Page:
in a derivation for the gradient of a collaborative filtering system (similar to Probabilistic Matrix Factorization), I got to the following expression for the gradient of a latent vector $\mathbf{u}_i$:

$\frac{\partial}{\partial \mathbf{u}_i} = 2\sum_{j=1}^M \left[ (\mathbf{u}_i^T\mathbf{v}_j - R_{ij})\mathbf{v}_j \right] + \lambda_u (\mathbf{u}_i - \boldsymbol \mu_u)$

The gradient is a sum of terms, hence I can apply SGD! But I wonder, how should I treat the term that is outside the summation? Should I estimate $M$ and then add it to the individual $j$-gradients multiplied by $1/M$? Should I use it only every $M$ updates? Should I use it randomly or with a precise schema?

What would your choice be, and why?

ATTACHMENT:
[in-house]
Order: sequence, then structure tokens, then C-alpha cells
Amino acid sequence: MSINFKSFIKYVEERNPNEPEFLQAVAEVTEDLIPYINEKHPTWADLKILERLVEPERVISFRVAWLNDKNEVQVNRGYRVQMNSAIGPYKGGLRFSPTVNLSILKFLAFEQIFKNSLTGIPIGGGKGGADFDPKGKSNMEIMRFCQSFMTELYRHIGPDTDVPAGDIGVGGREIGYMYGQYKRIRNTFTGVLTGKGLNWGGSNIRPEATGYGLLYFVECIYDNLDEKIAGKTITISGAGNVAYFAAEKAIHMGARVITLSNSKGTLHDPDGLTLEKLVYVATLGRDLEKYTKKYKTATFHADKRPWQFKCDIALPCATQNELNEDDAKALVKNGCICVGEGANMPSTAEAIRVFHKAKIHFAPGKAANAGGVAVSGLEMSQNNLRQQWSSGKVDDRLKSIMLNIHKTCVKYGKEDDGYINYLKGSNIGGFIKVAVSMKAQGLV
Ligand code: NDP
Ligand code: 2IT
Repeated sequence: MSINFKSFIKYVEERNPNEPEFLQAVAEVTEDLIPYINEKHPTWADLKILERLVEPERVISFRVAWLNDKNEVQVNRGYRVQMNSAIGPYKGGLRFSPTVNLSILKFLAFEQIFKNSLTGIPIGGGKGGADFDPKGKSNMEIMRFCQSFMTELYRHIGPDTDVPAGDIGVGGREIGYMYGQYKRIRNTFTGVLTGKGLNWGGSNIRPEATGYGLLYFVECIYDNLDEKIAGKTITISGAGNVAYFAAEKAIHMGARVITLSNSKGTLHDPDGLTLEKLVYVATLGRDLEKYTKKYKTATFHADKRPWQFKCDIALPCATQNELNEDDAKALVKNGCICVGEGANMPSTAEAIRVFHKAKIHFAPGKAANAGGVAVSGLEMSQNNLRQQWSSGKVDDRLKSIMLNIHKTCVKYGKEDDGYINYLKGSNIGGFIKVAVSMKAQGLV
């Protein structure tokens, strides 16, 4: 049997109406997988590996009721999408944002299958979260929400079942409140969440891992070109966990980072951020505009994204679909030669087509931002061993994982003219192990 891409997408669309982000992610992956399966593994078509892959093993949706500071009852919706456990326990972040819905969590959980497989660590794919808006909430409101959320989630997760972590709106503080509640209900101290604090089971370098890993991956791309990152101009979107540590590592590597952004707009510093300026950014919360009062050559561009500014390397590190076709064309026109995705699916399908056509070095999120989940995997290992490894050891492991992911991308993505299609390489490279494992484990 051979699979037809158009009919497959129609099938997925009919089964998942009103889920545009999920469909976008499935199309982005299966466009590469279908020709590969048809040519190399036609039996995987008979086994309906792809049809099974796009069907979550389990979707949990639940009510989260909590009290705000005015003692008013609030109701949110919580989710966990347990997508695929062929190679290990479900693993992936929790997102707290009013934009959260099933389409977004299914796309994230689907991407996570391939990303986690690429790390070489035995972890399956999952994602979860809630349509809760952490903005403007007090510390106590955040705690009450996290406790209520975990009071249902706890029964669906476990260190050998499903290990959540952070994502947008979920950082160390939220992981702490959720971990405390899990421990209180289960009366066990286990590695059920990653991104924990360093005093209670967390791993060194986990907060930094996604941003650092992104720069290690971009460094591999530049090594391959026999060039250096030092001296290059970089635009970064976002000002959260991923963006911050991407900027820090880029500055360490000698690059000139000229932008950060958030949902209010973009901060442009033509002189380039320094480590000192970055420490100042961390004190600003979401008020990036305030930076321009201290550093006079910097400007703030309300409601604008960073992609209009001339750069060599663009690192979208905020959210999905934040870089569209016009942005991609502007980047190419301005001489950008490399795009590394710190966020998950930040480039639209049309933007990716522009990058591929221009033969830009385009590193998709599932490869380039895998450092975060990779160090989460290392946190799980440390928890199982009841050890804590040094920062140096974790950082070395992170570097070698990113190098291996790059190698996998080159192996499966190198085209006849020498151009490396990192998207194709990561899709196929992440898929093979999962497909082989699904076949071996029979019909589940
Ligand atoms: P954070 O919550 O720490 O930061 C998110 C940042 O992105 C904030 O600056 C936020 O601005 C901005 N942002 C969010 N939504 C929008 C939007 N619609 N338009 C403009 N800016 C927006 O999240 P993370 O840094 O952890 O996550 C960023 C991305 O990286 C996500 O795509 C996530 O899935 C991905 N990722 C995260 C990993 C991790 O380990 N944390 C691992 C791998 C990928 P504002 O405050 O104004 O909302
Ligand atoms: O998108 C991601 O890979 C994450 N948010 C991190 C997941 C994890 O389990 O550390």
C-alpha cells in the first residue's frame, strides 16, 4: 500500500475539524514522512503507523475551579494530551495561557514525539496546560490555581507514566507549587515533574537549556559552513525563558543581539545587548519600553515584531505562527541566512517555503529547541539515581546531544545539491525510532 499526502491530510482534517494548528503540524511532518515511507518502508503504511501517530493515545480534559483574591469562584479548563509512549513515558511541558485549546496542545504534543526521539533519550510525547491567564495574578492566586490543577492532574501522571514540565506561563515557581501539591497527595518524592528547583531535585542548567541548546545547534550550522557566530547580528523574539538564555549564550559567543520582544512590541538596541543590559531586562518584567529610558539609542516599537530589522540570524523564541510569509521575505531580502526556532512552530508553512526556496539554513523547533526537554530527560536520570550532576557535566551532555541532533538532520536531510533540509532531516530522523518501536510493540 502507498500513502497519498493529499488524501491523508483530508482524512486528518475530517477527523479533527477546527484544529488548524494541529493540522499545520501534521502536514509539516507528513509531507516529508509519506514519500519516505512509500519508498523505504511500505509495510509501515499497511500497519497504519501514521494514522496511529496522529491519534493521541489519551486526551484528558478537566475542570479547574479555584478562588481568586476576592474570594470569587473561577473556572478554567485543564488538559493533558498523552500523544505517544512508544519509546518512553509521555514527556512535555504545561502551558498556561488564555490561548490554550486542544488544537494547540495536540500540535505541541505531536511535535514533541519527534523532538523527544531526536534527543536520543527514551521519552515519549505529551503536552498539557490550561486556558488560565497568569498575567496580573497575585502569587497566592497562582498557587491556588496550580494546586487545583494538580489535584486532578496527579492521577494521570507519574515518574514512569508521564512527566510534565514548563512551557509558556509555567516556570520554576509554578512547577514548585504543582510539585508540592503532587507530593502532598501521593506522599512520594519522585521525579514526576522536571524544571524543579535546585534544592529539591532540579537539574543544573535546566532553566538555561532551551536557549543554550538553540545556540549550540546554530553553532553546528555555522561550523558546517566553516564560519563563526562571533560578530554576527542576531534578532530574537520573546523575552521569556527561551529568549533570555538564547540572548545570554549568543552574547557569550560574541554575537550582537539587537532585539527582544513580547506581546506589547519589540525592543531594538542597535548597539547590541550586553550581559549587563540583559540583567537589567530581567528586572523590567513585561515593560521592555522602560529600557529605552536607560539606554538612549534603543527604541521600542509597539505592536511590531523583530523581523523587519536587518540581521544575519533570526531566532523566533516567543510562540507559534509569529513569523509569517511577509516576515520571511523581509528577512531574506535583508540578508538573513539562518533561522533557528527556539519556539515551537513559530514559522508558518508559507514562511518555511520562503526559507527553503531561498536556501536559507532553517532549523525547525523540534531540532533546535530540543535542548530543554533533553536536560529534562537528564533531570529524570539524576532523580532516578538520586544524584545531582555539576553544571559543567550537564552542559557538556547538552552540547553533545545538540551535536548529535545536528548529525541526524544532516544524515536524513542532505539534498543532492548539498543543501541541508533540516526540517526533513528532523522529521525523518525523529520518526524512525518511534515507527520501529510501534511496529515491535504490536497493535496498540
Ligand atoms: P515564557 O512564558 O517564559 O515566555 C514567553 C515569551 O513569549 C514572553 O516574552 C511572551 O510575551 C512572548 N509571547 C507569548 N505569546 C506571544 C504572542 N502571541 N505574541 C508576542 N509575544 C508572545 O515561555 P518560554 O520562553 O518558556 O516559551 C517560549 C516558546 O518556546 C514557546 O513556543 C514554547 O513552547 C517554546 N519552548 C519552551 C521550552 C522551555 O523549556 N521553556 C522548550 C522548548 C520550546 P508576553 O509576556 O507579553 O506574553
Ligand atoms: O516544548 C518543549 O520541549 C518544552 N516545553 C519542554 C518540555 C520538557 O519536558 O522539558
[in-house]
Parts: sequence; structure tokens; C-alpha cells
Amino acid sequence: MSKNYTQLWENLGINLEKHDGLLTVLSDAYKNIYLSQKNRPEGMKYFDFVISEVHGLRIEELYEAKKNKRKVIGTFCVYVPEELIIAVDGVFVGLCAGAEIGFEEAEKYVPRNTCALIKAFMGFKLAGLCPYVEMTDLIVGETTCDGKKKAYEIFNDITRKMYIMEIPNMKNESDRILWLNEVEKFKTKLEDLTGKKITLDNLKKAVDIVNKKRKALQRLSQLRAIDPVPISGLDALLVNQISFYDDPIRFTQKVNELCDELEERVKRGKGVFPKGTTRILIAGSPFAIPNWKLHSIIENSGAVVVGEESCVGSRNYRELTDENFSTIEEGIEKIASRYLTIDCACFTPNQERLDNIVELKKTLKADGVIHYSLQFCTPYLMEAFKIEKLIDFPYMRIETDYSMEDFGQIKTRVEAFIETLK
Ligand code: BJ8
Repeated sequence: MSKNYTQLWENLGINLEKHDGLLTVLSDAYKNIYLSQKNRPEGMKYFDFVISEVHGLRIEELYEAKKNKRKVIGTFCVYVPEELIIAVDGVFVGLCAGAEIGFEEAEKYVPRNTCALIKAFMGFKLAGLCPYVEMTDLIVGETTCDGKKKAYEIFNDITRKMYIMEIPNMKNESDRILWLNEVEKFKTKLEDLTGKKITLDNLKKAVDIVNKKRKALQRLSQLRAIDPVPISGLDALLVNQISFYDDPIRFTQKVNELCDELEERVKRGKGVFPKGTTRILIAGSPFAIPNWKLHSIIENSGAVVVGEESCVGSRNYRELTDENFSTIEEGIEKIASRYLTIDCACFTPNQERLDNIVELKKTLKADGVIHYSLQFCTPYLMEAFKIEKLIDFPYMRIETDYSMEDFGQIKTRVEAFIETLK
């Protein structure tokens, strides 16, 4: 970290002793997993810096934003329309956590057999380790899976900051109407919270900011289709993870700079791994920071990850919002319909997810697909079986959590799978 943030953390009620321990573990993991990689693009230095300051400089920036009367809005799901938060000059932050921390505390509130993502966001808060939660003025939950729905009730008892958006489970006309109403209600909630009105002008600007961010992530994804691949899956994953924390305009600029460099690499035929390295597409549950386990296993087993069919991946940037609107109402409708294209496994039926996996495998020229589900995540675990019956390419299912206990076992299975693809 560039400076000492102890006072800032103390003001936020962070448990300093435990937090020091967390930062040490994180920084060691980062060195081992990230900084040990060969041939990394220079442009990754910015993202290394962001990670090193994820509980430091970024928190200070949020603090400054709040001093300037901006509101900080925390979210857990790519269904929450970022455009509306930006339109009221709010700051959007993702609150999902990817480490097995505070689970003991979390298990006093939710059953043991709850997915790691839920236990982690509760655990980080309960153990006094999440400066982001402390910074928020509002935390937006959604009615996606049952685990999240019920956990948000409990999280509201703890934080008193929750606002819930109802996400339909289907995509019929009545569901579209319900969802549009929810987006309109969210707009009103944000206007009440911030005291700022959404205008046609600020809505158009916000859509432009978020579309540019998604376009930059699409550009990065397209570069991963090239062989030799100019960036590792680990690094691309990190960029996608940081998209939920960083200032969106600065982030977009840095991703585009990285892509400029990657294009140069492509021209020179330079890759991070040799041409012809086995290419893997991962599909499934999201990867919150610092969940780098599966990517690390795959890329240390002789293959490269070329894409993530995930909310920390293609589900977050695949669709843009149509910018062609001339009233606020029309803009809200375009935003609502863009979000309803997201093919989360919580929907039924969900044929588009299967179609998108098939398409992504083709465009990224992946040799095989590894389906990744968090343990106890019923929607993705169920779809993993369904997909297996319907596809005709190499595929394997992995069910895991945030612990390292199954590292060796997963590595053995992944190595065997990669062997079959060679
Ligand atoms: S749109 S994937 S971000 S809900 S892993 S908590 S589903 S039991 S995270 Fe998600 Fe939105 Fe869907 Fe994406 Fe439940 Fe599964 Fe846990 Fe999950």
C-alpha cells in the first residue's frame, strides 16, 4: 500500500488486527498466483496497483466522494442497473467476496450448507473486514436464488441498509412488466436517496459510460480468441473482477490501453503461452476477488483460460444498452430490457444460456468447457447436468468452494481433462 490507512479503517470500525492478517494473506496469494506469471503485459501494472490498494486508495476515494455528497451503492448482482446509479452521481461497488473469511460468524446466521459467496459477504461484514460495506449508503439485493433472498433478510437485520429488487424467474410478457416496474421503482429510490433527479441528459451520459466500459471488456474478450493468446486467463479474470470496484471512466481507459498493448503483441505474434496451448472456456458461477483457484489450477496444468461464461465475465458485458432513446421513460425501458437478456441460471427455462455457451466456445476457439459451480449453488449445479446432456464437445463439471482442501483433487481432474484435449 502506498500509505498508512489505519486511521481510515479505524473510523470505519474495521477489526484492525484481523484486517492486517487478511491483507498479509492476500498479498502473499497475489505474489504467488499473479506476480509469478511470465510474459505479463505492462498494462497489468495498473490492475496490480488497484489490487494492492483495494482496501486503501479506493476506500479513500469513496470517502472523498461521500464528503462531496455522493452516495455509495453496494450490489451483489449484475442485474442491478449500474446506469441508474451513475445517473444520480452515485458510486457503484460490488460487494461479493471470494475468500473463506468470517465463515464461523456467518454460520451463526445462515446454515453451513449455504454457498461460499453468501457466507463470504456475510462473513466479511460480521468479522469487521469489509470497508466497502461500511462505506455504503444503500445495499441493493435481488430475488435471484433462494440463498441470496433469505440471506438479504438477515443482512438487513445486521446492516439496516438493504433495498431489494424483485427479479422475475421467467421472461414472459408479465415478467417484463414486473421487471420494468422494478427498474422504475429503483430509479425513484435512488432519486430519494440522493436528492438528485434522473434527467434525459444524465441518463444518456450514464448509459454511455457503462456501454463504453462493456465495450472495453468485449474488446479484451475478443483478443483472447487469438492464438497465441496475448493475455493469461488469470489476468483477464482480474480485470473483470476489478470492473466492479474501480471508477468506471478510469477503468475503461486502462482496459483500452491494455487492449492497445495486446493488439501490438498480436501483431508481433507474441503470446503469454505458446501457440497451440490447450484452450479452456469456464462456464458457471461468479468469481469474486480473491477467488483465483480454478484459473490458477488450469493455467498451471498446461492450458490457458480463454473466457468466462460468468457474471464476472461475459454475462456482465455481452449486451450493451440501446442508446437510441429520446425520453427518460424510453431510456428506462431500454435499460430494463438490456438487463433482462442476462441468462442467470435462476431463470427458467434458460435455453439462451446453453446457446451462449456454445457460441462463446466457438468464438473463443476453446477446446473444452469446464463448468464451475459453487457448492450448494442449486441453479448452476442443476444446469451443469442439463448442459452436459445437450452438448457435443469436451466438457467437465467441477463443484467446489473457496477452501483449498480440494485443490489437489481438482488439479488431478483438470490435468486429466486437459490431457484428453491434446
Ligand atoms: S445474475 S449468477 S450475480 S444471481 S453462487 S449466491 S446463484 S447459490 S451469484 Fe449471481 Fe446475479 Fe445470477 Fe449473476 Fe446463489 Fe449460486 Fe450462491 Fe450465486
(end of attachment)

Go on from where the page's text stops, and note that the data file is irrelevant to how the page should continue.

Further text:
SGD is shown to converge (under certain strong assumptions) to local minima of the loss $L$ as long as the expected value (under the distribution from which you pick samples) of the update is equal to $\nabla L$.

So yes, your idea of splitting the additional term should work. Just rewrite your full gradient as a sum by dividing the new term by $1/M$ ($M$ being the total number of samples in the training set) and under the same assumptions as without it, you will have that the expected value of the update is the full gradient.

For references see Leon Bottou's papers, in particular his introduction to SGD.


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